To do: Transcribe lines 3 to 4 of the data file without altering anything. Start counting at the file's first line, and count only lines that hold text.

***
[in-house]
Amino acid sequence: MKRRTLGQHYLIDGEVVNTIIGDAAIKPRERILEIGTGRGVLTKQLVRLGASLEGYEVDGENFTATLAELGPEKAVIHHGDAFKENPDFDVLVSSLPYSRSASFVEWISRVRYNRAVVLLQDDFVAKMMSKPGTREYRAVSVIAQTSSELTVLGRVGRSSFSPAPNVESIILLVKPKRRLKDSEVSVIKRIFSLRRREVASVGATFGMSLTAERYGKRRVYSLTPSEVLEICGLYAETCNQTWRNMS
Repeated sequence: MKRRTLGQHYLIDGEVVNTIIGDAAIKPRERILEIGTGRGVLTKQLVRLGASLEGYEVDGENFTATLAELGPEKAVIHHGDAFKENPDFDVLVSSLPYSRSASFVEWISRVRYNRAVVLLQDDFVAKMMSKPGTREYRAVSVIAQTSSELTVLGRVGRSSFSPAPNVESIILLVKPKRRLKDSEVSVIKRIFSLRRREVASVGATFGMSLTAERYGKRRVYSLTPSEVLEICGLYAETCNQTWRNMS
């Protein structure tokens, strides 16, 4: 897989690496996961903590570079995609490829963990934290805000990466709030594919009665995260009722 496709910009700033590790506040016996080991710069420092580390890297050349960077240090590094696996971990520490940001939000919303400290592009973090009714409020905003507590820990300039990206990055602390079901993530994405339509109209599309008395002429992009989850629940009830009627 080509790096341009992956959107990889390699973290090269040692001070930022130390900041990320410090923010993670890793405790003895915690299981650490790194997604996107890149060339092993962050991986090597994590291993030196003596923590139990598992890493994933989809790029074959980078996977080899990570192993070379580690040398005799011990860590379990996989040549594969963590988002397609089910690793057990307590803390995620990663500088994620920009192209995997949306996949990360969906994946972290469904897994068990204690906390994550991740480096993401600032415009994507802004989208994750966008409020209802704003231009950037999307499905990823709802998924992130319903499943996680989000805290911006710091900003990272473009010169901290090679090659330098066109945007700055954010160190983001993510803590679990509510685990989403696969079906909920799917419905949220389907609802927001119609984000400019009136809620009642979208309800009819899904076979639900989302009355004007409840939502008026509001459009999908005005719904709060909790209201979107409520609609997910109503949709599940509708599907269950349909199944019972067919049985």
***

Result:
Repeated sequence: MKRRTLGQHYLIDGEVVNTIIGDAAIKPRERILEIGTGRGVLTKQLVRLGASLEGYEVDGENFTATLAELGPEKAVIHHGDAFKENPDFDVLVSSLPYSRSASFVEWISRVRYNRAVVLLQDDFVAKMMSKPGTREYRAVSVIAQTSSELTVLGRVGRSSFSPAPNVESIILLVKPKRRLKDSEVSVIKRIFSLRRREVASVGATFGMSLTAERYGKRRVYSLTPSEVLEICGLYAETCNQTWRNMS
């Protein structure tokens, strides 16, 4: 897989690496996961903590570079995609490829963990934290805000990466709030594919009665995260009722 496709910009700033590790506040016996080991710069420092580390890297050349960077240090590094696996971990520490940001939000919303400290592009973090009714409020905003507590820990300039990206990055602390079901993530994405339509109209599309008395002429992009989850629940009830009627 080509790096341009992956959107990889390699973290090269040692001070930022130390900041990320410090923010993670890793405790003895915690299981650490790194997604996107890149060339092993962050991986090597994590291993030196003596923590139990598992890493994933989809790029074959980078996977080899990570192993070379580690040398005799011990860590379990996989040549594969963590988002397609089910690793057990307590803390995620990663500088994620920009192209995997949306996949990360969906994946972290469904897994068990204690906390994550991740480096993401600032415009994507802004989208994750966008409020209802704003231009950037999307499905990823709802998924992130319903499943996680989000805290911006710091900003990272473009010169901290090679090659330098066109945007700055954010160190983001993510803590679990509510685990989403696969079906909920799917419905949220389907609802927001119609984000400019009136809620009642979208309800009819899904076979639900989302009355004007409840939502008026509001459009999908005005719904709060909790209201979107409520609609997910109503949709599940509708599907269950349909199944019972067919049985």